In the Northern "development" sense, there have been three main stages until now. First stage is the agrarian period. When the agrarian mode of
production was mechanized and industrialized, the industrialization and modernization started. In other words, the industrial mode of production and its
affects on agriculture initiated a "new" age. In a similar way, in our times, the recent transformation as the last stage is from industrialization and
modernization to post-industrialization and post-modernization, like the previous transformation from the agrarian mode of production to the industrial
one. In other words, industry is going to be post-industrialized, and modernity is going to be post-modernized. In fact, the post-industrial mode of
production and experience links to the powerful combination with the industrial and the informational mode of development (Castells, 1989). Therefore,
the last stage post-industrialization is nowadays living in the North.
With global economy, the post-industrial mode of production is emerging for the capital and the employer with transformations of agrarian and
industrial modes of production in the age of globalization. However, it does not mean that modernity and industry cannot operate any more. On the
contrary, modernization and industrialization have not come to be over, to be saturated, to an end, according to Hardt and Negri (2000:284). As a result,
all forms of production continue "within the networks of the world market and under the domination of the informational production of services" (Hardt &
Negri, 2000:287). While the current stage is fully living in the North, the South only would appear to live this stage, because of influence of cultural
hegemonic processes in globalization. Moreover, the industrial mode of production has been declining in the North, but "has been effectively exported to"
the South (Hardt & Negri, 2000:286). The centers of post-industrialism become clear. Therefore, it can be said that the contemporary mode of production
especially settles down in the North, although the South is confused with all modes of productions, because of overcoming the problem of being the
periphery and continuously trying to catch up the North. For example, Turkey has not yet completed modernization and industrialization, but she tries to
survive in post-industrial age (Dura & Atik, 2002:168-9). "The geographical differences in the global economy are not signs of the co-presence of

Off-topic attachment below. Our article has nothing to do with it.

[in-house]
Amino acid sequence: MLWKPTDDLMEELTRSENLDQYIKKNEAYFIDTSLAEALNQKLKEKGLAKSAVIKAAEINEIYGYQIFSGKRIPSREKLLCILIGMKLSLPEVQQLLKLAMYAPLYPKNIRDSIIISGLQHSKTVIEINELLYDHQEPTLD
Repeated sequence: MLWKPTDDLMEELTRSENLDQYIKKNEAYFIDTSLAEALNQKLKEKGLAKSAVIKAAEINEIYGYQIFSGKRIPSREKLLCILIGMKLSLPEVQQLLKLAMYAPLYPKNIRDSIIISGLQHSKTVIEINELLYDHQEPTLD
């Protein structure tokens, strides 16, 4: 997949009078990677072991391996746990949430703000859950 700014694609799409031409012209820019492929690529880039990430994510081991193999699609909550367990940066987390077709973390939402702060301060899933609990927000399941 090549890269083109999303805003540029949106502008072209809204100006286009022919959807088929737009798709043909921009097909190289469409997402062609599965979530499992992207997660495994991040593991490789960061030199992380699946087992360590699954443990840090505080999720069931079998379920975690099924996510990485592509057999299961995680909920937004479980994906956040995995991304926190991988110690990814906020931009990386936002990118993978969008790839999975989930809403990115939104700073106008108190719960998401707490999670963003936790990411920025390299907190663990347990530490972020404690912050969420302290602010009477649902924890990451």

different stages of development but lines of the new global hierarchy of production" (Hardt & Negri, 2000:287). This supports the polarization of
centralization and localization in globalization. Moreover, this supports the hierarchy between the dominant centers of global culture and the
subordinates as their peripheries, which are local cultures. In brief, there is a polarization between the North and the South in the context of
With post-industrialism, there is a growth of the service sector and a central role of applied scientific and technological knowledge,
The current mode of production is especially the production of service shaped with informatisation; that is the info-industrial model by Hardt and Negri
(2000:285-6). Giddens (1996) insists that social space comes to require new qualities with generalized electronic communications, though only in the
networked parts of the world. According to Chase-Dunn, one of the meanings of globalization, which is the globalization of communication, is connected
with the new age of information technology (Chase-Dunn, 1999:191). In just the same way the beginning of modernization and industrialization, the
innovation of science and technology is following each other. However, the main difference of the current stage separated from previous stages is
information technologies. Moreover, key characteristics of the concept of the contemporary mode of production are automation, computers, and
telecommunications. Indeed, the post-industrial age is that of information technologies. It is generally believed that information technology has
created the global market, instead of separated national markets; it is the appropriate arena for economic rivalry (Chase-Dunn, 1999:189). It can also be
argued that "time-space compression" (Harvey, 1989:284) by new information technologies is simply an extension and acceleration like a revolutionary
technological development (Chase-Dunn, 1999:192).
As a result, similar to the hierarchy of accessibility and participation which always existed in capitalist systems; this is also valid, even a
determining factor in the global capitalist system. Consequently, the most important aspect of globalization, or post-industrialization, is not only the
increased polarization between classes but also a transformation of these classes (Friedman, 2000:652). As the clearest example, due to information
technology, there is a wide range polarization in terms of accessibility and participation: the "digital divide" - the gap between the minority in the
world that benefits from the information technologies; such as accessibility to computer and modem, participation into Internet; and the majority that
does not even have running water or electricity. "Digital divide" can be defined with a three-level categorical determination. The first level is that
whether you would access the infrastructure of information technologies or not. Consequently, industrial "development" is crucial, because of IT
infrastructure. The second level is that if you access the infrastructure of information technologies, whether you are computer literate or not.
Consequently, education is important, because of computer literacy. The last one is that if you are a computer literate, which level of the computer-user
you would be. Consequently, the level of education is also crucial. As a result, this categorical determination shows a new definition of "class" is
needed. For that, it can be said that there are roughly at least five "digital classes": the needy who cannot access, the well-to-do who can access but
cannot participate, the literate who can participate, the specialist who are the service-producers, and the service-providers who have possession of the